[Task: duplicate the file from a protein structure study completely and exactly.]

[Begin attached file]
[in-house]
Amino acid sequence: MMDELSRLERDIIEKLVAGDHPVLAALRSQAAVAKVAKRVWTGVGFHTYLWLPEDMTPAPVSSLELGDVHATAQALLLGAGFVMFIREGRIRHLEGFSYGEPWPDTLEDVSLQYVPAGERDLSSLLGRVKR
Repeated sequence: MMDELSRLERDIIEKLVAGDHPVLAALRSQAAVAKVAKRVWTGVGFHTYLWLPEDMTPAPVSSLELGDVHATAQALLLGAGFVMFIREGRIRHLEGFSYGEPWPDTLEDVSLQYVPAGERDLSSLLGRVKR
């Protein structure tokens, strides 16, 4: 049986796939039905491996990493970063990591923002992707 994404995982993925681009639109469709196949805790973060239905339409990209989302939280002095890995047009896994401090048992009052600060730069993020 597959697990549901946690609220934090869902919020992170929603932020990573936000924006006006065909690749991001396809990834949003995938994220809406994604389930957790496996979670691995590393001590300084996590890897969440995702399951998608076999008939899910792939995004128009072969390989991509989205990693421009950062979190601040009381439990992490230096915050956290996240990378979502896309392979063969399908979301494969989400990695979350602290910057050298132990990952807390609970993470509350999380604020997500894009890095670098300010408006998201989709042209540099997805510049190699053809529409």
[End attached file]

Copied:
[in-house]
Amino acid sequence: MMDELSRLERDIIEKLVAGDHPVLAALRSQAAVAKVAKRVWTGVGFHTYLWLPEDMTPAPVSSLELGDVHATAQALLLGAGFVMFIREGRIRHLEGFSYGEPWPDTLEDVSLQYVPAGERDLSSLLGRVKR
Repeated sequence: MMDELSRLERDIIEKLVAGDHPVLAALRSQAAVAKVAKRVWTGVGFHTYLWLPEDMTPAPVSSLELGDVHATAQALLLGAGFVMFIREGRIRHLEGFSYGEPWPDTLEDVSLQYVPAGERDLSSLLGRVKR
């Protein structure tokens, strides 16, 4: 049986796939039905491996990493970063990591923002992707 994404995982993925681009639109469709196949805790973060239905339409990209989302939280002095890995047009896994401090048992009052600060730069993020 597959697990549901946690609220934090869902919020992170929603932020990573936000924006006006065909690749991001396809990834949003995938994220809406994604389930957790496996979670691995590393001590300084996590890897969440995702399951998608076999008939899910792939995004128009072969390989991509989205990693421009950062979190601040009381439990992490230096915050956290996240990378979502896309392979063969399908979301494969989400990695979350602290910057050298132990990952807390609970993470509350999380604020997500894009890095670098300010408006998201989709042209540099997805510049190699053809529409």